Ypres is a small town town which although is ancient and in some places feels old, most of it is reconstructed. With it being located in a strategic position during World War I, several massively destructive battles were fought around this area and the town, over four years of warfare, was reduced to rubble. Munitions and other artifacts from the conflict still turn up in the fields which have reverted back to famland.
The area is subject to many battlefield tours that visit some surviving trenches, many museums and memorials that are dotted around. Ypres along with the names of the Somme and Verdun is synomous with the slaughter that characterises World War I. After the war Ypres was rebuilt with the main square, town hall and Cloth Hall being rebuilt as close to the original designs as possible.
21 Nov 2008 - Ypres, BelgiumThe aim of my first visit to Belgium was to see the scene of the opening battle of World War II on the Western Front, the Battle of Fort Eben Emael. This small but significant battle entered the annals of military history for its exemplary planning, execution, daring and innovation.
Ypres is a place I've always wanted to come to on a battlefield tour because in this relatively small area some of the major engagements and most intense battles of World War I took place. However, Eben Emael was the subject of this tour so all the grim attractions of Ypres had to be put on hold for another time.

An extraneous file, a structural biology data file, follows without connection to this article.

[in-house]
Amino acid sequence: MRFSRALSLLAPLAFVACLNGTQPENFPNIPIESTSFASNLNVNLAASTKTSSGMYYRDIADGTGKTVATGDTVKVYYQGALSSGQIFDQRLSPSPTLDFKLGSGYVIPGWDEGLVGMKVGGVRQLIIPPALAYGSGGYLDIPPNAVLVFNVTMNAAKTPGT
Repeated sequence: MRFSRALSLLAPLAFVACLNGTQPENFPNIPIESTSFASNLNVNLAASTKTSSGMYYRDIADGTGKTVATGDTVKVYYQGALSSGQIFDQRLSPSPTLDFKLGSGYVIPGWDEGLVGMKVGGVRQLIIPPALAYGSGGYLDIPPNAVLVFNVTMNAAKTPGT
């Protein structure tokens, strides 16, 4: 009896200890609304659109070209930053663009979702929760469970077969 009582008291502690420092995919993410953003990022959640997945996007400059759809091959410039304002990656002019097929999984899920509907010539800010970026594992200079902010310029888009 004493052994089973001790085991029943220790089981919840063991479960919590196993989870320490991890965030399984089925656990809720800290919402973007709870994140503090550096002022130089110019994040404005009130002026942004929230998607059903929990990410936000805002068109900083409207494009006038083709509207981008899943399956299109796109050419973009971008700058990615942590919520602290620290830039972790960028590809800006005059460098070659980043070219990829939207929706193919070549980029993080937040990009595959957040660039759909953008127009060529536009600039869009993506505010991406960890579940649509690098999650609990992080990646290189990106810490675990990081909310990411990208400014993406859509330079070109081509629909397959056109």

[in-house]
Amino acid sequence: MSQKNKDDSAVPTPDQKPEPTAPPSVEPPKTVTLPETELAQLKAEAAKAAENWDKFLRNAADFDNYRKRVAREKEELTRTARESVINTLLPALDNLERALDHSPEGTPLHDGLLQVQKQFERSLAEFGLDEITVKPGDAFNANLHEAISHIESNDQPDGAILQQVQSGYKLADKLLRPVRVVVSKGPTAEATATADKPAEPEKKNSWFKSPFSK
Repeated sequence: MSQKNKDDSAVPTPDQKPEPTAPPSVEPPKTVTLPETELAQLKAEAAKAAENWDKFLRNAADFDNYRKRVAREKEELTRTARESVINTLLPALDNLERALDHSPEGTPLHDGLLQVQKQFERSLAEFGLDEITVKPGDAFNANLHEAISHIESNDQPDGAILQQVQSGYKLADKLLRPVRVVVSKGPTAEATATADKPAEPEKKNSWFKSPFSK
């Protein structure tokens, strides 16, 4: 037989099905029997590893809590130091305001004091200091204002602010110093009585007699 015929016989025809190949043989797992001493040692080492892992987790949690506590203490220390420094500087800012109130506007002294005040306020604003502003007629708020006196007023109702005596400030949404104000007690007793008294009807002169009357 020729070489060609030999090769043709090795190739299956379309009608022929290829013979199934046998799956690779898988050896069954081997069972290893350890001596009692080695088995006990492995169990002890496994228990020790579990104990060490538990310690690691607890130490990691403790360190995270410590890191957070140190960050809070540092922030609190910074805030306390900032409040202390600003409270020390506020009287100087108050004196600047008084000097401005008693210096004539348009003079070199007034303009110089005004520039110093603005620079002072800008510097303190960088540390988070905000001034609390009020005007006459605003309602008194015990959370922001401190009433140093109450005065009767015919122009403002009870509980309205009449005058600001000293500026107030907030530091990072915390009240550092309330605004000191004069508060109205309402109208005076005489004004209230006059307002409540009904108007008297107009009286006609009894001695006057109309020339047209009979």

Ypres - The Cloth Hall at night I
The Cloth Hall was built in the 13th century and was one of the largest commercial buildings of the Middle Ages. The structure which stands today is the exact copy of the original medieval building, rebuilt after the war. The whole complex was designated a World Heritage Site by UNESCO in 1999.
Ypres - The Cloth Hall at night II
The main square in Ypres has been impressively reconstructed to resemble how it was before war destroyed the town. Outside of the centre the buildings are more modern in appearance.
Ypres - The Menin Gate memorial
This memorial commemorates those soldiers of the British Empire - with the exception of New Zealand and Newfoundland - who fell at Ypres before 16 August 1917, who have no known grave. The name of each soldier is inscribed on the walls. The location is seen as poignant as it lies on the eastward route from the town which allied soldiers would have taken towards the fighting - many never to return. In reality, most troops used the other gates of Ypres as the Menin Gate was too dangerous due to shellfire.